Christopher Skeete, the MNA responsible for relations with English-speaking Quebecers, says the province will stand its ground when it comes to bilingual signage at a Lachute hospital.
“I think the premier was quite clear in his statements that we’re going to be supporting the decision that happened there,” said Skeete.
“But at the same token, we should never forget this has no incidence on services that are being rendered to the English-speaking population.”
Earlier this month, a decision from the Lachute hospital caused an uproar.
After a meeting from the Office québécoise de la langue française (OQLF), the hospital decided to remove English-language signage from its facility.
The Quebec Community Groups Network (QCGN) believes the government is being too strict with their interpretation of the province’s French-language charter.
“If their idea is that an extremely literal, narrow and a historical — in other words, not what Parti Québécois governments have done — more strict application of Bill 101 is their way of going then they cannot at the same time argue that they are respecting our right to access English-speaking services,” said QCGN president Geoffrey Chambers.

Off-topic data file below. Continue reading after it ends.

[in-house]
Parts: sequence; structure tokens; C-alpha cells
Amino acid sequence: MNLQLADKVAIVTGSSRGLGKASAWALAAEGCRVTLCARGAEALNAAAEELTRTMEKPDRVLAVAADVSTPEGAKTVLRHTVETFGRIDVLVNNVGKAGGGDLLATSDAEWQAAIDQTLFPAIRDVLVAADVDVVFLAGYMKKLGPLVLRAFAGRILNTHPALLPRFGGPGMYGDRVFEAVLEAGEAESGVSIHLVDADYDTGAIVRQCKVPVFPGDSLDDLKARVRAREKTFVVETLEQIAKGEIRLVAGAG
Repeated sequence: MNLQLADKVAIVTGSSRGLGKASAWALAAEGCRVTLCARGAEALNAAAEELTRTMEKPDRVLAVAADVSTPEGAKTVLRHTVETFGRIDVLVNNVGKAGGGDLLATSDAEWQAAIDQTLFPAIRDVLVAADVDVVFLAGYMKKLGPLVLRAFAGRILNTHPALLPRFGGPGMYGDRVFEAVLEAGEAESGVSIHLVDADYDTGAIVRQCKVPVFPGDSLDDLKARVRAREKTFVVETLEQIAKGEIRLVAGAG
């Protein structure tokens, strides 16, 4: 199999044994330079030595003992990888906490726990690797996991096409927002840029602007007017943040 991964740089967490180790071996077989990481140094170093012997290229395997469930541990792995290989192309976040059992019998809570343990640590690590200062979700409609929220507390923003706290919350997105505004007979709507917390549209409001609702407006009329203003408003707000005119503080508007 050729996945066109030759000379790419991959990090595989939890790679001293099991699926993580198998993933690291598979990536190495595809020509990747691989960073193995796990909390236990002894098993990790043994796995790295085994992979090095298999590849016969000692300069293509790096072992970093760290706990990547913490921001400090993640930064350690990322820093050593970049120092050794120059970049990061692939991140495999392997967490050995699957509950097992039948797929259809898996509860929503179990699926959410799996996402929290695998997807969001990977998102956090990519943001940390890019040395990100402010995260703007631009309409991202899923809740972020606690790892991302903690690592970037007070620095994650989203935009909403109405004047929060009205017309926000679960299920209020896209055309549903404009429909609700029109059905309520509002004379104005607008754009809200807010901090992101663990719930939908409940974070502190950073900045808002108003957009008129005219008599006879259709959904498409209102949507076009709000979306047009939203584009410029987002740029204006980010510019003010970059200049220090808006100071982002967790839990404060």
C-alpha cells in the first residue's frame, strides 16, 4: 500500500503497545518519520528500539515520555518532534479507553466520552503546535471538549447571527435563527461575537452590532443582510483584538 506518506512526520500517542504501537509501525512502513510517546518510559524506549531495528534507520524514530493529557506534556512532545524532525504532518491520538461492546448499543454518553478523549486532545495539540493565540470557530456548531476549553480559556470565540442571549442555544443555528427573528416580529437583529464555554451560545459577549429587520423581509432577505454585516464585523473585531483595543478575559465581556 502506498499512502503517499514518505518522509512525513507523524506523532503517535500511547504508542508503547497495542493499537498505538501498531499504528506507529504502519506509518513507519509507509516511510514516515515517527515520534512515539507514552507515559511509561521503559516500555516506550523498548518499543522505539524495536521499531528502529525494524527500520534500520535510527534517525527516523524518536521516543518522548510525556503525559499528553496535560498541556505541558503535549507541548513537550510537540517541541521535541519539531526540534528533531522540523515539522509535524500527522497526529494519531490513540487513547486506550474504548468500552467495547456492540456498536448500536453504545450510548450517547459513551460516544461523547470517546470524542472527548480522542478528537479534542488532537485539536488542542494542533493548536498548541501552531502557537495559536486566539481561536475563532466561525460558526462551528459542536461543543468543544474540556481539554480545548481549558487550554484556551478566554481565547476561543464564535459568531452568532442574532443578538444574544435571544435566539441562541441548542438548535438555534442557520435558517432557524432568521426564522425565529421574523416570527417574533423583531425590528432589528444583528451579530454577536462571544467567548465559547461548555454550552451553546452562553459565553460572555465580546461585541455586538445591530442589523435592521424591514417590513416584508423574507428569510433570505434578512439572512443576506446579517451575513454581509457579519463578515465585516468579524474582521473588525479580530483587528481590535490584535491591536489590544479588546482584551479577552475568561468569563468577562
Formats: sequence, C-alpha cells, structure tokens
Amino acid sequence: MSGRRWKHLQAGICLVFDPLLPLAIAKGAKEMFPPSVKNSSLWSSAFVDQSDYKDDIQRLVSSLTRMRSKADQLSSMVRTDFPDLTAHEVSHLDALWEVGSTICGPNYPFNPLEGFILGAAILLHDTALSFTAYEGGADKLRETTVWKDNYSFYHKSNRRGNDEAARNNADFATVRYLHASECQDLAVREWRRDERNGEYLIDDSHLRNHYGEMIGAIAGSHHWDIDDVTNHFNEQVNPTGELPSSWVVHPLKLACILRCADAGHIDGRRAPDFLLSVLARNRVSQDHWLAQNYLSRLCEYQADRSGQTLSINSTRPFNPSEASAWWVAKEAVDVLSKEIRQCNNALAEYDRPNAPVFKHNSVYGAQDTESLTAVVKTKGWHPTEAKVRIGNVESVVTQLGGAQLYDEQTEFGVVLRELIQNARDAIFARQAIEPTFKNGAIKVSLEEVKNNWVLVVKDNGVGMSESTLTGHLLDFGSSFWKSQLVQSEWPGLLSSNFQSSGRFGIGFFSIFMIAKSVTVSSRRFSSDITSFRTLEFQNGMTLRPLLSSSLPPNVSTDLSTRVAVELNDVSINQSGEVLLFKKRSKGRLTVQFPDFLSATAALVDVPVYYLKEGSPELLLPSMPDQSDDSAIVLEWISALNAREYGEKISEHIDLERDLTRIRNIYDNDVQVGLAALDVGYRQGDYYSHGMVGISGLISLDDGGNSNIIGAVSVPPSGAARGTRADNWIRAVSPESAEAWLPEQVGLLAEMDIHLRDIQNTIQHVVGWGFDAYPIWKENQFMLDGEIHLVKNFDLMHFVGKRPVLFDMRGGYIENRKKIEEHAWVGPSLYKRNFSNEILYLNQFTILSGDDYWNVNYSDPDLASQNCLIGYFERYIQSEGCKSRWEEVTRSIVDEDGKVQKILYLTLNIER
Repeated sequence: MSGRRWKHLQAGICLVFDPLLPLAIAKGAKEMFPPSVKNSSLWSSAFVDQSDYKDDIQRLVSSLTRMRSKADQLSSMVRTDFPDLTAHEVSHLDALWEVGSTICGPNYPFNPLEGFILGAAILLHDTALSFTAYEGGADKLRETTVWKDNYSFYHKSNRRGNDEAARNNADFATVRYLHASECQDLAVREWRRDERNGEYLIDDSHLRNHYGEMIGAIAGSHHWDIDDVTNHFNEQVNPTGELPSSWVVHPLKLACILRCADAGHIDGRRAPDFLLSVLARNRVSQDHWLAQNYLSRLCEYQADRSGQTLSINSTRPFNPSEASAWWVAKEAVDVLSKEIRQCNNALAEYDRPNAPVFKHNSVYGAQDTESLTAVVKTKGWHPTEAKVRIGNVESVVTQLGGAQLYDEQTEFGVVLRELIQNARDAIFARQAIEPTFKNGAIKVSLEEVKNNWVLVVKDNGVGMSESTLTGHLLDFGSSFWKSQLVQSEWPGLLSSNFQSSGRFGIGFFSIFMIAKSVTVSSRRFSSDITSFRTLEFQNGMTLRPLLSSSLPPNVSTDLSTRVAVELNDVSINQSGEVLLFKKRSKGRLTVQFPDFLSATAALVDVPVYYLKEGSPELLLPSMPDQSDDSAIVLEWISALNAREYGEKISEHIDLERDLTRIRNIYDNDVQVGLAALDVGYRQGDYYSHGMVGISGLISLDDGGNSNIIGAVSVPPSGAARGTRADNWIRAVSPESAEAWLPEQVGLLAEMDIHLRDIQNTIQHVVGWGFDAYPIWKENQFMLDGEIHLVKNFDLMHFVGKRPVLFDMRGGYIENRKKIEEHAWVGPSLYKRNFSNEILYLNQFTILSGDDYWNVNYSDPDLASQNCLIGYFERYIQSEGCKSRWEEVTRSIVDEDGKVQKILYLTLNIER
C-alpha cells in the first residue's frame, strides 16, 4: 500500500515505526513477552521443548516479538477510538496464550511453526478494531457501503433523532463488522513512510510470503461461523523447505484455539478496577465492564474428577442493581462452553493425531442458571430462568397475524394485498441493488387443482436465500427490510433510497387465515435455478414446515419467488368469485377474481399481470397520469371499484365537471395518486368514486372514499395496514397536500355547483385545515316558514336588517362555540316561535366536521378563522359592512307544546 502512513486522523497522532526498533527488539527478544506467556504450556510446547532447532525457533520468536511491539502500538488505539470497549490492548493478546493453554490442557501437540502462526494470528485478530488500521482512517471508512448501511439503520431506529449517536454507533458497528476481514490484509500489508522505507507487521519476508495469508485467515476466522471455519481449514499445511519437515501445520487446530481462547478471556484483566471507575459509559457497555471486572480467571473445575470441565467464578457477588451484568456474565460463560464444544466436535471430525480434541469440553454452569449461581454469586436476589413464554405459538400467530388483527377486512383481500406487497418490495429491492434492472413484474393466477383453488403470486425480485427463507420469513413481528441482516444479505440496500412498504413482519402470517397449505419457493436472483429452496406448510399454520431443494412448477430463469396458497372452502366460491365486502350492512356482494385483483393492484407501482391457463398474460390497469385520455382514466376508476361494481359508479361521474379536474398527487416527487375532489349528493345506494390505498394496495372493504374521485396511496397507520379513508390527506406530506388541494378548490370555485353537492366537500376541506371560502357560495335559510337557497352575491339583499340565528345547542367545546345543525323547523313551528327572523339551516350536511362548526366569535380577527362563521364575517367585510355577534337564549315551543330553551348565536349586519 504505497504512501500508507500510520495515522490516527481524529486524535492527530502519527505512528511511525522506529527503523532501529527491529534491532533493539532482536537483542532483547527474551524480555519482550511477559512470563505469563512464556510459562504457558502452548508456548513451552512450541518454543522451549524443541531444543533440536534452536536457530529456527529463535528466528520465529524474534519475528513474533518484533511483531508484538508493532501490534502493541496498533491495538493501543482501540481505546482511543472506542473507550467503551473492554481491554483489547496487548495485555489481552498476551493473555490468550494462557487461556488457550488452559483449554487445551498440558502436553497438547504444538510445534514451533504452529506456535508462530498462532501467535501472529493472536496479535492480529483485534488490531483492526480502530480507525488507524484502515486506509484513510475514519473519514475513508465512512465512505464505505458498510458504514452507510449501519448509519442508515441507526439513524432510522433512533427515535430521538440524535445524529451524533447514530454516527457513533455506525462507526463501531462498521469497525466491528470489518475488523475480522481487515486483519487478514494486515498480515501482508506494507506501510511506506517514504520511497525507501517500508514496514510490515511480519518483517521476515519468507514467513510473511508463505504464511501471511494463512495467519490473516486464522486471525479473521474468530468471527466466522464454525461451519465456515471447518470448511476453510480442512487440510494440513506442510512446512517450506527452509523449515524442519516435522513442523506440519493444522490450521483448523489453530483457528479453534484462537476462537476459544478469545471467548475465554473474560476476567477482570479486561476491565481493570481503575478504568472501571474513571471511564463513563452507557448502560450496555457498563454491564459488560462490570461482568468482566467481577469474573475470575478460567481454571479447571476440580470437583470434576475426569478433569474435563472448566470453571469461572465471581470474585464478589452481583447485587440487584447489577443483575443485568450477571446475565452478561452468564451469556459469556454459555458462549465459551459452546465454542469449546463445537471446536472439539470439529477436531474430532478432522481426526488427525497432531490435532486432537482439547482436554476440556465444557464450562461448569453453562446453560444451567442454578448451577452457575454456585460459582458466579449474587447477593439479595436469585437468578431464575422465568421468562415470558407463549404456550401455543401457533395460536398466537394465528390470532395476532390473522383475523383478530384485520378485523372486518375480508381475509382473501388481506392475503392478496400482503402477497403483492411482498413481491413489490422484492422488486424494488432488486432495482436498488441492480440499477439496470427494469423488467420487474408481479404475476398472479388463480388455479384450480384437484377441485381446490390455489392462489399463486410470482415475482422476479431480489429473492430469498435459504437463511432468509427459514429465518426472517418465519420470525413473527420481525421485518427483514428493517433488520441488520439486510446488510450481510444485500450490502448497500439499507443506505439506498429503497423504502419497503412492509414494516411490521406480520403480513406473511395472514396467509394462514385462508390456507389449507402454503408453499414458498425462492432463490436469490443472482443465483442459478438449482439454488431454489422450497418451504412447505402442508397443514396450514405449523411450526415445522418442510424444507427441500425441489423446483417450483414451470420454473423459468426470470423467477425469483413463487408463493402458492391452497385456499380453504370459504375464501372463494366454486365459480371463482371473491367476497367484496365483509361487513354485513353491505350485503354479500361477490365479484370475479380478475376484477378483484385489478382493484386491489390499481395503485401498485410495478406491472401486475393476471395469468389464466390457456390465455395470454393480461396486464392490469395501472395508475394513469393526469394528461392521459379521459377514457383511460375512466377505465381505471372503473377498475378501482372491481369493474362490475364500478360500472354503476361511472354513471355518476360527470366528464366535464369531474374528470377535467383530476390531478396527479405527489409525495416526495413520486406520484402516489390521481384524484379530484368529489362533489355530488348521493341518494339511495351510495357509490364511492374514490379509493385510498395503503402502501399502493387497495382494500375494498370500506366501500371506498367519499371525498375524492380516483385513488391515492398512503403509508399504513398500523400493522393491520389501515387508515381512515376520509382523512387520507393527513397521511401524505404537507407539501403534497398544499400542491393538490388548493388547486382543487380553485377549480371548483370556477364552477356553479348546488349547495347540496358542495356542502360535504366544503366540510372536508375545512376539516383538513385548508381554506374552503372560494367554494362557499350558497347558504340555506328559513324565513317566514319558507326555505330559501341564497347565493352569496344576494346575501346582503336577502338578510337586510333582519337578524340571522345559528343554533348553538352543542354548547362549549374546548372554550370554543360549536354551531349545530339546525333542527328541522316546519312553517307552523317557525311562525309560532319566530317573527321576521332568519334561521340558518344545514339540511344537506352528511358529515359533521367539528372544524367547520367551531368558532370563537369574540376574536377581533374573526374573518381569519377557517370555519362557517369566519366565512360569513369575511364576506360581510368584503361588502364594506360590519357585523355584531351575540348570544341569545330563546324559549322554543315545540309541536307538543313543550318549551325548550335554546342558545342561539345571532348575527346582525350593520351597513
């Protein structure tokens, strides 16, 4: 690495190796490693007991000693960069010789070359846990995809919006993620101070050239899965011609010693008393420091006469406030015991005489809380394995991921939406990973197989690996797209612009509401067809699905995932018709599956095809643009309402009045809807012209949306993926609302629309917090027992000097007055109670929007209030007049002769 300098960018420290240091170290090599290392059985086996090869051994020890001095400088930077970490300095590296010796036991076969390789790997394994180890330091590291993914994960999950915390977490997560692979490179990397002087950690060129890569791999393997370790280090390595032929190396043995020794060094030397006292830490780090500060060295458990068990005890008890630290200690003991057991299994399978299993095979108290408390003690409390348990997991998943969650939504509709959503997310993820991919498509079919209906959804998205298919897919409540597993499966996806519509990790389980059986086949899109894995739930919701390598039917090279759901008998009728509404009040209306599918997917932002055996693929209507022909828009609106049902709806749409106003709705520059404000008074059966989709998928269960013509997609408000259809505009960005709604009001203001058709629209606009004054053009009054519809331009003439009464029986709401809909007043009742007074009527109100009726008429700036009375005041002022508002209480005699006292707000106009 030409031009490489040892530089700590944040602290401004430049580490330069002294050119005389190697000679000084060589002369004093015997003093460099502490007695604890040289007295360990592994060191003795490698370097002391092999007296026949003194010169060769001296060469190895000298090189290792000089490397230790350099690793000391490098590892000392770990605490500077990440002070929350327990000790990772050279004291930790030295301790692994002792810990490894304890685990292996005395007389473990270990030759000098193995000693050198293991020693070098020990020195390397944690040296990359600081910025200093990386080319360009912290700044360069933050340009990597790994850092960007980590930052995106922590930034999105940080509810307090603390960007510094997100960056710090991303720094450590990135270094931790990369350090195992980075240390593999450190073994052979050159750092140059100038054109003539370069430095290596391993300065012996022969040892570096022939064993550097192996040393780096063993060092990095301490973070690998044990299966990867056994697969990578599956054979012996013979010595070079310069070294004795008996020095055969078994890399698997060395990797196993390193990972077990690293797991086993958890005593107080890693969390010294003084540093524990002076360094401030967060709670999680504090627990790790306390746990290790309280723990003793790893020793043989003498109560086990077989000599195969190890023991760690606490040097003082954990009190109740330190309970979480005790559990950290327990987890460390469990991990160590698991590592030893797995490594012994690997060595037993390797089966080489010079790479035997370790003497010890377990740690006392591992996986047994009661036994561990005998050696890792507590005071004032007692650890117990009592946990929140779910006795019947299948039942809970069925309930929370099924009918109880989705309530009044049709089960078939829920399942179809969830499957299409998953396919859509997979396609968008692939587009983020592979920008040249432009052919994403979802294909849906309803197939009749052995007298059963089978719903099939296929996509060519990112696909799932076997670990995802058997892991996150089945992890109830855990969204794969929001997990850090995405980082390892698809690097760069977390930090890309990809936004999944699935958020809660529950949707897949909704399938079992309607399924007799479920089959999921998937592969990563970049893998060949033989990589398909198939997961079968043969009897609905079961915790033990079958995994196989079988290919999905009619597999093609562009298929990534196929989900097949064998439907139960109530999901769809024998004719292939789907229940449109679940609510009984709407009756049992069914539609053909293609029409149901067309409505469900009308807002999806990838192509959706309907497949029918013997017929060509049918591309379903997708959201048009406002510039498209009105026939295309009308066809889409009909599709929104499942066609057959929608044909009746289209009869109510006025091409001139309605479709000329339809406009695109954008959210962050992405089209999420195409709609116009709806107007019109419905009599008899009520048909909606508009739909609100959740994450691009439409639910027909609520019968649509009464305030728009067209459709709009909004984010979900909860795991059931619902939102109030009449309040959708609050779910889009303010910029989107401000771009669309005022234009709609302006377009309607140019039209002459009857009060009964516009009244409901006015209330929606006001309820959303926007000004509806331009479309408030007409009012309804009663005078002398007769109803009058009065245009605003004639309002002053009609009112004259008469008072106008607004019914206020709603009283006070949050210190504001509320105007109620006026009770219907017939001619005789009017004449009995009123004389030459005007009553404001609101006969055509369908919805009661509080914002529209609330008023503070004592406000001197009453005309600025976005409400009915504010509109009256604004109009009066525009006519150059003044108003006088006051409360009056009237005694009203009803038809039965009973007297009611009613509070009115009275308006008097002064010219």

While the possibility of bringing back the English signs to the hospital seems to be slim — Skeete says there are ongoing conversations internally on how to apply the language law going forward.
“I do think that we need to rethink our positions in terms of how we apply law 101 in certain instances,” said Skeete.
“But at the same token, that doesn’t negate our obligations to follow the laws of Quebec.”
As for the hospital and the surrounding communities, they say they’re going to make the best out of a bad situation.
Elected officials in the lower Laurentians are working on a temporary solution. They would like to see more English signs inside the hospital to compensate for the loss on the outside.
“We have six French mayors, three English and we were all in favour of finding a way to move forward and improve services so the people here understand that it’s not a local issue,” said Scott Pearce, mayor of the Township of Gore.
“We just got caught up in the meat grinder which is the bureaucracy of a Quebec government.”